You actually need to study in order to pass classes. You aren’t in high school anymore!
I know you rarely studied for anything in high school, and that you usually just did your homework while you were at school. Unfortunately, it seems as if you probably weren’t as challenged in high school as you should have been! College will be a big reality check for you as you realize that you actually have to study, go to TA office hours, and read your textbooks. It’s important to take notes and talk with your professor or a TA if you are confused. Because you will get confused and frustrated, and you might as well take advantage of all the resources there to help you!
Clean. Just do it.
Cleaning and being tidy has never been one of our strong suits. It’s something you need to make sure you do, especially when you live with roommates. While it may seem like you have more important things to do than do the dishes or pick up things in your room, it will not only make your apartment a more comfortable place, but you won’t drive your roommates crazy. Plus, it’s so much easier to move to a new apartment if you’ve kept things tidy!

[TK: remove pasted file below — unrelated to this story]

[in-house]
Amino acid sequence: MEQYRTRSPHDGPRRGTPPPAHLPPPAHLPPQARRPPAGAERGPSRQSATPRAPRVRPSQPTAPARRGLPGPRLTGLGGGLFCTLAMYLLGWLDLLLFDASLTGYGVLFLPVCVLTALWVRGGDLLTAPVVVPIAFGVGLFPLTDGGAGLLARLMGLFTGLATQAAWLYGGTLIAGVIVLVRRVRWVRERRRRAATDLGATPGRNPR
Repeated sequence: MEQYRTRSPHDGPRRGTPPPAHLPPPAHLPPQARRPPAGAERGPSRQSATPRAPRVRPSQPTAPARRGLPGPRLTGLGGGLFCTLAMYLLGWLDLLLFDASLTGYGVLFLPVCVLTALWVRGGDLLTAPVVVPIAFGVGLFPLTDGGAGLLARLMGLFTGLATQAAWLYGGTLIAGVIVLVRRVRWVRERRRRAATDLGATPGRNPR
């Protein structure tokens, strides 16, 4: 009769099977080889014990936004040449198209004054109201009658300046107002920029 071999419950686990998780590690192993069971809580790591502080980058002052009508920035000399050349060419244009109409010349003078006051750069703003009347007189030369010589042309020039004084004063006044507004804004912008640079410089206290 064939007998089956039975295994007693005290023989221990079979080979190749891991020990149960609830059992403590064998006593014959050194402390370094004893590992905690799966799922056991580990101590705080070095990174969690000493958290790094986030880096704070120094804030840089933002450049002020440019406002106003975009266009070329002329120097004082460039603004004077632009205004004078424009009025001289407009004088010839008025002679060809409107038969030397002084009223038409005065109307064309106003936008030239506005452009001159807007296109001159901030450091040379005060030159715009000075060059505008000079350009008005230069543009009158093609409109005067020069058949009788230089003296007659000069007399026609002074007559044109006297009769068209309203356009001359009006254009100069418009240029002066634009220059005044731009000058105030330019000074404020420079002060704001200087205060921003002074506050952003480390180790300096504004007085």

Oh, and you really don’t need those binders from your high school Spanish class that you brought with you to college. Or half of the other random things you brought! Trust me, less is more when you are living in a world where you move every eight months or so.
Don’t judge a book by its cover
This can be applied to so many different situations in college – friends, boys, apartments, classes. The most fun date you’ll go on during your freshman year is with someone that you thought was totally dorky. You don’t have to live in a super nice apartment to have fun – in fact, you might find that people seem more down-to-earth in the less expensive, more broken down places. Isn’t part of growing up living in a couple ghetto-y places?!
And that girl that you thought was so annoying when you first talked to her? You might just get to know her on a hike and realize there was more to her than meets the eye…and she’ll become a good friend. If you don’t want people to judge you based on first impressions, do others the same courtesy.
Learn how to Budget and Meal Plan